Sea vegetables (also known as kelp and seaweed) are edible algae that can be eaten as is or used as an ingredient in recipes. The most common types to eat are alaria, arame, dulse, hijiki, kelp, kombu, nori, and wakame. They have been consumed by coastal people for thousands of years and for good reason. According to Dr. Gabriel Cousens in his book Conscious Eating, sea vegetables are packed with protein, vitamins and minerals. In fact, they are “higher in minerals and vitamins than any other class of food” and unlike land vegetables “have all the fifty six minerals and trace elements our bodies require.” In addition to vitamins A, B, C, and E, sea vegetables contain human-utliizable vitamin B12, which is challenging to get on a whole food, plant-based (WFPB) vegan diet. For example, one-half ounce of alaria contains 10 times more vitamin B12 than the recommended daily requirement. One-half ounce of kelp has 1-2 times the daily minimum requirement and nori has 2-3 times.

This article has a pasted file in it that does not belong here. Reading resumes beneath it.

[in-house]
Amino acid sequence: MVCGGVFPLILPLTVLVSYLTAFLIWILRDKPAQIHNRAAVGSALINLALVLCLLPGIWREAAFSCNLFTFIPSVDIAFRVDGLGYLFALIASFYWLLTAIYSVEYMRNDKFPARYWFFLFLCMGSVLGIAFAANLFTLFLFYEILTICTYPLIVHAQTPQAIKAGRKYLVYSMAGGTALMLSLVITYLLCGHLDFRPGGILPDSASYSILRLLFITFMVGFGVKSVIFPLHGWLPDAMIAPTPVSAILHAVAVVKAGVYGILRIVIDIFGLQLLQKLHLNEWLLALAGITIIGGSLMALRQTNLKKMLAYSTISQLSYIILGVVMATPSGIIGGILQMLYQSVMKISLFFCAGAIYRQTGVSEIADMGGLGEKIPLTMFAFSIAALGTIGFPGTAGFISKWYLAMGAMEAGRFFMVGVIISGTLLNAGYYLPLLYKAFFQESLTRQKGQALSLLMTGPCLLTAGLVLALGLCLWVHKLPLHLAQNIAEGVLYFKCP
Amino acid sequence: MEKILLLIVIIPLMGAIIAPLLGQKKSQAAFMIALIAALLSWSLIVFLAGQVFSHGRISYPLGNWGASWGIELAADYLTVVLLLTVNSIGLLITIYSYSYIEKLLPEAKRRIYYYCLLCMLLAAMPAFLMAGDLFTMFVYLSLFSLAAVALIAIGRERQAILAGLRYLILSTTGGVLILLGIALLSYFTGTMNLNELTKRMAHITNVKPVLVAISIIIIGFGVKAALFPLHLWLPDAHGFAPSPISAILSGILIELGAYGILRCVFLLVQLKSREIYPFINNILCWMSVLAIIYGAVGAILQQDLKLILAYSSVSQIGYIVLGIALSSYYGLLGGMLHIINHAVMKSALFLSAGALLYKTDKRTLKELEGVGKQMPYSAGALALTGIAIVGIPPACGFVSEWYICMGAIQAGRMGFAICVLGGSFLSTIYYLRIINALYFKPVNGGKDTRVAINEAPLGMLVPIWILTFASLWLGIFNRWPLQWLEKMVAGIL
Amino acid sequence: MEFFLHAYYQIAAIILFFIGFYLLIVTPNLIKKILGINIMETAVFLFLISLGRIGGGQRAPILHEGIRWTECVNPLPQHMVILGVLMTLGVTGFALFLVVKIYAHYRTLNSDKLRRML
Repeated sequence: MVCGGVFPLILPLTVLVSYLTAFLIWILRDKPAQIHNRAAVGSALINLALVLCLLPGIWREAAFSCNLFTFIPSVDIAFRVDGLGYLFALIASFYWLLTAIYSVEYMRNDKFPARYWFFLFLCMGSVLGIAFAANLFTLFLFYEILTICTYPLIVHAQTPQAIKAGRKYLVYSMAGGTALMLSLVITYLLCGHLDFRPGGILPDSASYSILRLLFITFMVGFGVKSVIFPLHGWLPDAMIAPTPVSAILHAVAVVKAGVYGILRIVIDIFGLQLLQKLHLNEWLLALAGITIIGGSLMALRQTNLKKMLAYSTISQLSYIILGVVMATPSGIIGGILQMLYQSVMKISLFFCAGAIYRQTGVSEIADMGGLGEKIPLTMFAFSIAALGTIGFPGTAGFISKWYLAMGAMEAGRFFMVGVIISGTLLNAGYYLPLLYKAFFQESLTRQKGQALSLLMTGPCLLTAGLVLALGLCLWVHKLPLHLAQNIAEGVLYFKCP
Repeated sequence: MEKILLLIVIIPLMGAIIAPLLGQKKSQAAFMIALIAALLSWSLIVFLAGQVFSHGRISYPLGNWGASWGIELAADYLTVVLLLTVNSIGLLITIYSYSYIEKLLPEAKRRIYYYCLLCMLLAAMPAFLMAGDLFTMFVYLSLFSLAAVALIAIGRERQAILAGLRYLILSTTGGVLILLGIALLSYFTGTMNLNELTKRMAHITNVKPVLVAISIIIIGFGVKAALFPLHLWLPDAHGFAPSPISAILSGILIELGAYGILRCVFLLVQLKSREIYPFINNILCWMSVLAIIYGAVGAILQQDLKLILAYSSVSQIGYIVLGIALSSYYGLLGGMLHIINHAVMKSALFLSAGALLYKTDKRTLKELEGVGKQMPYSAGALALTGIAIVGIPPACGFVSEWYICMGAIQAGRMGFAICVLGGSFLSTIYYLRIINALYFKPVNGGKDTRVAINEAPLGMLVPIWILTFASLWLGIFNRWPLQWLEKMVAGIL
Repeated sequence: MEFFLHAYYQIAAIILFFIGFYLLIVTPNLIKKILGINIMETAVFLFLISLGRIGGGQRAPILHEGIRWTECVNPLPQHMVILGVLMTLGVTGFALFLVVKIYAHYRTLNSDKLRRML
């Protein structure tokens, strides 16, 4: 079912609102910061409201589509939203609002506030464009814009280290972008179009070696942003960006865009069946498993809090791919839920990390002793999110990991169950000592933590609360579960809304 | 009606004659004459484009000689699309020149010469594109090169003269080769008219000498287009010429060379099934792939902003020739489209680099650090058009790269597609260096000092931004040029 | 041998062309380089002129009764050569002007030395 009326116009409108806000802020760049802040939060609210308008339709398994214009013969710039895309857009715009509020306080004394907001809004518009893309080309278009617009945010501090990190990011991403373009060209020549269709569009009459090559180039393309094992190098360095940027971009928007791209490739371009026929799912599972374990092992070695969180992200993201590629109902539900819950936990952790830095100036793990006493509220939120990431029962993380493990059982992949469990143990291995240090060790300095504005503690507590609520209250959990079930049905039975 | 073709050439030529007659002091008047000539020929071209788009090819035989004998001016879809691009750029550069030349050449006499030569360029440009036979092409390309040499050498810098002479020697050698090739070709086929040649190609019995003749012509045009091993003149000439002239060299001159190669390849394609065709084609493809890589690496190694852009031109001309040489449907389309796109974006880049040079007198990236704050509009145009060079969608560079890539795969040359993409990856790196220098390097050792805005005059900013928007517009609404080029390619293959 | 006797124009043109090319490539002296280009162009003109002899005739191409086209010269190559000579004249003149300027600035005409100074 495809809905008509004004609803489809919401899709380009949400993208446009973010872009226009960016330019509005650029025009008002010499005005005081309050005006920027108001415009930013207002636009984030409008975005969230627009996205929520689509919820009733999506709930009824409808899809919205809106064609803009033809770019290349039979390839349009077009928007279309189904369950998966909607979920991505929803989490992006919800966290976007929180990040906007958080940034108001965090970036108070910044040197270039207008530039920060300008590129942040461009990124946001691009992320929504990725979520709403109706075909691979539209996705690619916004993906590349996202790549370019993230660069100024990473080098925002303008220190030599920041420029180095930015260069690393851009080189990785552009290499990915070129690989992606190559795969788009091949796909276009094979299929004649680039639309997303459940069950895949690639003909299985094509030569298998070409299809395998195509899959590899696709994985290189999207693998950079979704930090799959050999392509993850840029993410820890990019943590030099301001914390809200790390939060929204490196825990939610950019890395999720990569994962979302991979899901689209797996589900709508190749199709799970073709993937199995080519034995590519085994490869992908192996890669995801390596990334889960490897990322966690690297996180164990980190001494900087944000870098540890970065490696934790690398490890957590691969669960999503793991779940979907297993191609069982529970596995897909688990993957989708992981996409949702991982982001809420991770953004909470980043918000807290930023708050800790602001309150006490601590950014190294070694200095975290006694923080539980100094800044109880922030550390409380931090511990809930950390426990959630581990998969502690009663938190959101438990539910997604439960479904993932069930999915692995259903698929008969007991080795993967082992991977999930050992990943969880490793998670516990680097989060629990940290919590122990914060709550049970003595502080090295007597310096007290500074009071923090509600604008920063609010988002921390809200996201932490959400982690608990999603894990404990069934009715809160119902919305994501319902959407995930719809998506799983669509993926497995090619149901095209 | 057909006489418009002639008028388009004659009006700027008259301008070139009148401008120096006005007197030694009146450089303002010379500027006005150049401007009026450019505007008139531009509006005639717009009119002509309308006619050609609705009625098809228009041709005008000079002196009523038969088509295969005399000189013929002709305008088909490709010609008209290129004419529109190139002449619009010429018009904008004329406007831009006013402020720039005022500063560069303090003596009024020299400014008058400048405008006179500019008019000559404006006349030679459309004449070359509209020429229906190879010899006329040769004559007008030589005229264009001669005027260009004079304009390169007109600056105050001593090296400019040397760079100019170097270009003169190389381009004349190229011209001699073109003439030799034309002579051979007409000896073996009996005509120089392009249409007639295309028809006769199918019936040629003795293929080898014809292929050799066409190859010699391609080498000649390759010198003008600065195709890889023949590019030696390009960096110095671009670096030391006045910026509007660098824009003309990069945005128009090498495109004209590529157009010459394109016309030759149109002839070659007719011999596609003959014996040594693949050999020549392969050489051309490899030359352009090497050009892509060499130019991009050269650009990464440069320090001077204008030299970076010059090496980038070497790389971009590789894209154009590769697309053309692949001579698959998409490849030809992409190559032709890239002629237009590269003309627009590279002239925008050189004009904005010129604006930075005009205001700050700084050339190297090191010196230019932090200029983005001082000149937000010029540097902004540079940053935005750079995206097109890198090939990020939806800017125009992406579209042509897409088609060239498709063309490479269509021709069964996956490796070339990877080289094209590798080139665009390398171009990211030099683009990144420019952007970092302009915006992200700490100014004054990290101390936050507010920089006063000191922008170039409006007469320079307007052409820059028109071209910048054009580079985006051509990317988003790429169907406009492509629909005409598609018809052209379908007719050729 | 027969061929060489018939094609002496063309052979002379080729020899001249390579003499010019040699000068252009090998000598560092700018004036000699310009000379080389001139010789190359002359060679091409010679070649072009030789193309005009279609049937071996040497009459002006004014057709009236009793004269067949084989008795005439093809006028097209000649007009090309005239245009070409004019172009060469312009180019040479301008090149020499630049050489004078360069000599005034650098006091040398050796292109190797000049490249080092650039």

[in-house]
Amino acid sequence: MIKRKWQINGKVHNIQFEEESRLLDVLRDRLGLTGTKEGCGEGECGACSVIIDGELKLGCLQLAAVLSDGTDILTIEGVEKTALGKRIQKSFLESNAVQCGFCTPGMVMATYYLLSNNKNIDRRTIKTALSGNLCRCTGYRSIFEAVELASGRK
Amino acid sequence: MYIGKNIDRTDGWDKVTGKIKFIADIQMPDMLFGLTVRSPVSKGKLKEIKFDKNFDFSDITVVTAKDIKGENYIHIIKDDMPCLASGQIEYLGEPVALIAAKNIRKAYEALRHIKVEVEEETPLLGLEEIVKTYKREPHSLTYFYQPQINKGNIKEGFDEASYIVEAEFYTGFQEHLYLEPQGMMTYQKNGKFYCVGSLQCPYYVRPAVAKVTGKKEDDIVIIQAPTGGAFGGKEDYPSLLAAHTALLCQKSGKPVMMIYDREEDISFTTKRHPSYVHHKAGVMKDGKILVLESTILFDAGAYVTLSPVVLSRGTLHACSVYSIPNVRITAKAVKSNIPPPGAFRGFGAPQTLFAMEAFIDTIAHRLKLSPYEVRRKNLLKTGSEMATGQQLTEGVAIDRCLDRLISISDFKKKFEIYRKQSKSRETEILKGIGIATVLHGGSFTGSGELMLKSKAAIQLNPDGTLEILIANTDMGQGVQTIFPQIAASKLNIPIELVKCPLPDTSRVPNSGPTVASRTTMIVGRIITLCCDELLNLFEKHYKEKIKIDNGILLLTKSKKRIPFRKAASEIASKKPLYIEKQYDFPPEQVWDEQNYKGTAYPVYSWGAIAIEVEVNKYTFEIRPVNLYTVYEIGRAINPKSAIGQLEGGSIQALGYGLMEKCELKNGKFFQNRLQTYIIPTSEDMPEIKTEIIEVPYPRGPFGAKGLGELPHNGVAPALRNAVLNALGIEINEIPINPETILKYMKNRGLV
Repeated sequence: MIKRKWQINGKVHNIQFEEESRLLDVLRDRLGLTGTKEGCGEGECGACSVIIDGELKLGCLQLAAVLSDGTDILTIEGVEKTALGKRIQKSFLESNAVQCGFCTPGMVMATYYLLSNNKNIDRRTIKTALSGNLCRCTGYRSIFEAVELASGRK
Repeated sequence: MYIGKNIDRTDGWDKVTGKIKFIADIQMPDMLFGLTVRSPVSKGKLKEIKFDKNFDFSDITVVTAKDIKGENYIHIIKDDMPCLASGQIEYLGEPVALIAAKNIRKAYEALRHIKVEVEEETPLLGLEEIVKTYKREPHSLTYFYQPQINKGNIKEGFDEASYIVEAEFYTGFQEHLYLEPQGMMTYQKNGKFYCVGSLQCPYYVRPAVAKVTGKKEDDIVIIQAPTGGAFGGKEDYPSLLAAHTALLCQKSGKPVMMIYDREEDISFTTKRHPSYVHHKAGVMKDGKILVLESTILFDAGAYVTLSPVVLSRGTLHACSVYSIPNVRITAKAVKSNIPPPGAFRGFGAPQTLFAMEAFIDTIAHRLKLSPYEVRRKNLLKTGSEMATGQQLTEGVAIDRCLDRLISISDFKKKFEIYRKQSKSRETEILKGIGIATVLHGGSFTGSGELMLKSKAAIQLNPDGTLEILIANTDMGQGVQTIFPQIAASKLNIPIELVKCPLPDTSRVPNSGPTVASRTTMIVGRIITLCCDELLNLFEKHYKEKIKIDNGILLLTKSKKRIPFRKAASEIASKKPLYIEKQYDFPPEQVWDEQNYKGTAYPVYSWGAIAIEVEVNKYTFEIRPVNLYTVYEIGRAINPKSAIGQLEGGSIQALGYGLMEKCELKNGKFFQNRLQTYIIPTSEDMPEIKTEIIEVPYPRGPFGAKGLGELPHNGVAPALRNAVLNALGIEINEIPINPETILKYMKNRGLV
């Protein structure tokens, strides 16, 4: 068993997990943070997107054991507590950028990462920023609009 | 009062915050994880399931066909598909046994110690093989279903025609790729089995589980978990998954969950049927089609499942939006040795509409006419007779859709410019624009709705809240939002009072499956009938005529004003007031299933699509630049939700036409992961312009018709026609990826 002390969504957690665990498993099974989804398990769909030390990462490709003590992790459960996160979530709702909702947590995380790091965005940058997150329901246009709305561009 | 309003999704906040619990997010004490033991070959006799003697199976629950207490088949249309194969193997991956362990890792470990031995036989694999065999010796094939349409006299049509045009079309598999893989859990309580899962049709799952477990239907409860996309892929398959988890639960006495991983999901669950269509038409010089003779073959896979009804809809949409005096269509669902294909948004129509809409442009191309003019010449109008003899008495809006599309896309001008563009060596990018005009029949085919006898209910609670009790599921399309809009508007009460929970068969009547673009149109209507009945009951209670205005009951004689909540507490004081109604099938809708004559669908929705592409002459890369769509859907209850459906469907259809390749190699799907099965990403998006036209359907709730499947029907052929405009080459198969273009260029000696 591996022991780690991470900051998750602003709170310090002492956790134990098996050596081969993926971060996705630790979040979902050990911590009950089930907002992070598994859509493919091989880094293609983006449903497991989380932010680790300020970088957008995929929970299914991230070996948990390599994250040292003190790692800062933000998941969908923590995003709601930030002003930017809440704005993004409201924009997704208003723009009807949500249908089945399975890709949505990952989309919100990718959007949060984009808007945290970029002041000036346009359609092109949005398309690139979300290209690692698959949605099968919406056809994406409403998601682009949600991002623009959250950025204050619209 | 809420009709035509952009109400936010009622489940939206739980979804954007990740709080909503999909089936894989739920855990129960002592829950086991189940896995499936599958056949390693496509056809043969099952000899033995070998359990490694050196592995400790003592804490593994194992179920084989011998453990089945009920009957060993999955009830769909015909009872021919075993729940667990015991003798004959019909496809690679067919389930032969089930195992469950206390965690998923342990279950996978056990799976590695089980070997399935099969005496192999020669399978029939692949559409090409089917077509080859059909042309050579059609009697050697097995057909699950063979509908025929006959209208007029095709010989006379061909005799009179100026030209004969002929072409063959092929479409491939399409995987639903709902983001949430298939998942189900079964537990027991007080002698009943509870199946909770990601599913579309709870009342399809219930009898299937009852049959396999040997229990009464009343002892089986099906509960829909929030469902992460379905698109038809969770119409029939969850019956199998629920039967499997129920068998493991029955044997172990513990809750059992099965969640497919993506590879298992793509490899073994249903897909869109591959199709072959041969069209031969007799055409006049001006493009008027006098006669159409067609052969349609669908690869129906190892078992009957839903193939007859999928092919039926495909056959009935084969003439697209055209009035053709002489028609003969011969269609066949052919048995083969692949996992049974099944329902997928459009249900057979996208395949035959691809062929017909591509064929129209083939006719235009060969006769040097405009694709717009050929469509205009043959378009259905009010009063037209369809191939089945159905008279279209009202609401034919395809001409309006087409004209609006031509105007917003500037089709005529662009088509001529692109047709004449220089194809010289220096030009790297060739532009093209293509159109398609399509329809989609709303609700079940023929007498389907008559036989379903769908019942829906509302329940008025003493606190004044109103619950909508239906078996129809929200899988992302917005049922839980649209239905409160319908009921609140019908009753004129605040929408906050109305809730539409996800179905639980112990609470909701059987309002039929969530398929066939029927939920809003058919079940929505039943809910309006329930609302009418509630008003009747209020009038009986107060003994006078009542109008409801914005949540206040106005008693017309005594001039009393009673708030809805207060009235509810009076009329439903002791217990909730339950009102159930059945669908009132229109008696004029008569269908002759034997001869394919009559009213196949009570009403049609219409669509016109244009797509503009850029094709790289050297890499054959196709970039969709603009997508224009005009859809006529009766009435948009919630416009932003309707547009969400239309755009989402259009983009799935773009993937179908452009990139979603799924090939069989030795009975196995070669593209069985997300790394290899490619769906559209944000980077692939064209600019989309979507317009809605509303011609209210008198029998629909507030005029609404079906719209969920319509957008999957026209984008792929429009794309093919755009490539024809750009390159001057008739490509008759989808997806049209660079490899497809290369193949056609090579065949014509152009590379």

Sea vegetables are very high in fiber, contain 25% protein and are low in fat (approx. 2% to 4.5%). Alaria, Japanese wakame and kelp are high in calcium and all sea vegetables are high in potassium.
Due to pollution in our oceans, sea vegetables can become contaminated. The Maine Coast Sea Vegetables Company tests their product in a lab for 47 different chemical pollutents. Contamination has never been a problem and their sea vegetables are certified organic by OCIA (Organic Crop Improvement Association International, Inc.). Strong Arm Farm, located in Healdsburg, CA harvests seaweed off the Sonoma Coast during May and June. They recently tested their crop and found NO radioactive isotopes from Fukushima.
Strong Arm Farm’s seaweed factsheet contains some interesting information on sea vegetables:
- “Algin-rich seaweed can reduce the uptake and help remove radioactive Strontium and Cesium in the human body
- Algin also helps remove heavy metals from the body including lead, cadmium, barium, and zinc
- Alkalinizes the blood, similar composition as blood
- Lymphatic cleanser
- Beneficial to the thyroid with bioavailable iodine (vs radioactive iodine) known to regulate metabolism, weight, and mood”
Dr. Cousens recommends rinsing and soaking dried sea vegetables first to remove sea salt and then eating them as is or marinating them in lemon juice or vinegar. You can add them to soups (like Japanese miso), salads and make nori rolls. Check out these recipes from the Maine Coast Sea Vegetables Company.